The 1890s represent a key period in the administration of the forests owned by the United States government. American economic growth during the previous decades had been built on virtually open access to government-owned natural resources, resulting in the shrinkage of the forests. There was growing concern regarding National Forest lands. It was also a time when there was a split between those who wanted to focus on managing forests (Pinchot) and those whose focus was on preserving wilderness areas (Muir). These letters, from Pinchot to Muir, were the primary means of communication between these two environmental leaders. Although there had been a Division of Forestry within the Department of Agriculture since 1881, it was not until 1891 that protected forest reserves were authorized by Congress. Even though the forest reserves were under the Department of the Interior, it was the Division of Forestry that was charged with drawing up plans for the use of all federally owned forests.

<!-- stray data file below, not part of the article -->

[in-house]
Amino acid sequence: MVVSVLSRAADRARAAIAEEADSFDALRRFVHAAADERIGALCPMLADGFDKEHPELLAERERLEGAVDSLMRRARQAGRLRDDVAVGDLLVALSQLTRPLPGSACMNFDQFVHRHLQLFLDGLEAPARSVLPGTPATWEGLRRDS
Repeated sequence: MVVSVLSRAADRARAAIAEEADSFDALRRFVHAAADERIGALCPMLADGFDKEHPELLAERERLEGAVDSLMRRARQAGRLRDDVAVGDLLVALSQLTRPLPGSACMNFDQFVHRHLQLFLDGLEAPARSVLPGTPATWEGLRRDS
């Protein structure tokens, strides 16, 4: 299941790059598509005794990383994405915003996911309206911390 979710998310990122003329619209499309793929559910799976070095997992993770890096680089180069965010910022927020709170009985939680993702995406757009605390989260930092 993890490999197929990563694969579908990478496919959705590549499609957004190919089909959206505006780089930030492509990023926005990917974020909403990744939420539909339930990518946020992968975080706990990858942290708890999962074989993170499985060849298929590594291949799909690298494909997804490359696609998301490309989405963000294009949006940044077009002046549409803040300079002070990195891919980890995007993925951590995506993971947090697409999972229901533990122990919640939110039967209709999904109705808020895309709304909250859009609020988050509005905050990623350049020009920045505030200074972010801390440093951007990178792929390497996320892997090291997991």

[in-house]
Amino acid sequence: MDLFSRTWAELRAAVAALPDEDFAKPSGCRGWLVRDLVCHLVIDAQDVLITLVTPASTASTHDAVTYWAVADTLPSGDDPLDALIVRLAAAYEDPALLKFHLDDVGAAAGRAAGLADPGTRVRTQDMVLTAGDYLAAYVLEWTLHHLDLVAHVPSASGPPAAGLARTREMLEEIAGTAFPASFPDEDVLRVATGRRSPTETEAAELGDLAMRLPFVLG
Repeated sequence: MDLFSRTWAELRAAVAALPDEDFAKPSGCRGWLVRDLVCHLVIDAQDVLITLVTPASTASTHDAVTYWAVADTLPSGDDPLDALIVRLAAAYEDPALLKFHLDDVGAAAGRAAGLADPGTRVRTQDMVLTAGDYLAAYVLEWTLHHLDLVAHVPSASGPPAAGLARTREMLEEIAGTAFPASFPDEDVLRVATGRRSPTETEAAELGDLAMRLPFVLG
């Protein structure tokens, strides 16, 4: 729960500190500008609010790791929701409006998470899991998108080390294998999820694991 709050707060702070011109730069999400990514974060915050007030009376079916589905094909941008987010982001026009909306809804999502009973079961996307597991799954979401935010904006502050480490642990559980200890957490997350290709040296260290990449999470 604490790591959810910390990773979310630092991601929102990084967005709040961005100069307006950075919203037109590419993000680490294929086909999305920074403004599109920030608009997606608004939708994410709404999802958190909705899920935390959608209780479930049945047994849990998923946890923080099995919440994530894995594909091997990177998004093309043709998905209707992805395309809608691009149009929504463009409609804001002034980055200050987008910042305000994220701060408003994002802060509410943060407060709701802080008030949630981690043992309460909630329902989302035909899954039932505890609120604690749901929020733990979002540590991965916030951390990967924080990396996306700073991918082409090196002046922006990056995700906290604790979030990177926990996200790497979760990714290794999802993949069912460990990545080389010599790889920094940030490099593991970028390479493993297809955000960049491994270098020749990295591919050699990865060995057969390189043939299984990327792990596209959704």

Although virtually all of these letters were written prior to Pinchot becoming Chief of the Division of Forestry, they do contain indications of not only Pinchot's appreciation of the forest and wilderness areas, but his philosophy toward managing these resources. Thus, while he was not against using federally-owned forests to provide lumber needed by society, Pinchot did believe that there was a science to forest management. In part, it was because of his scientific approach to the forests that, in 1896–1897, Muir and Pinchot came to a parting of ways. The 1897 letter reprinted here indicates this difference, Pinchot seeking a politically expedient way to conserve some of the forests as against Muir's desire to preserve entire areas. Thus, the curt 1900 letter, when Pinchot held the title of Forester, shows a very different relationship than the friendly correspondence of six years earlier. The split between the conservation movement and the preservation movement was, by then, clear. In Pinchot's case, achieving some conservation measures through means that were virtually a politically sure thing was a far better path than gambling everything on a high-risk approach requiring the preservation of large tracts through the building of a broader political consensus. For whatever reason, the enthusiasm of the early letters faded when Pinchot had an opportunity to make real changes within the political system.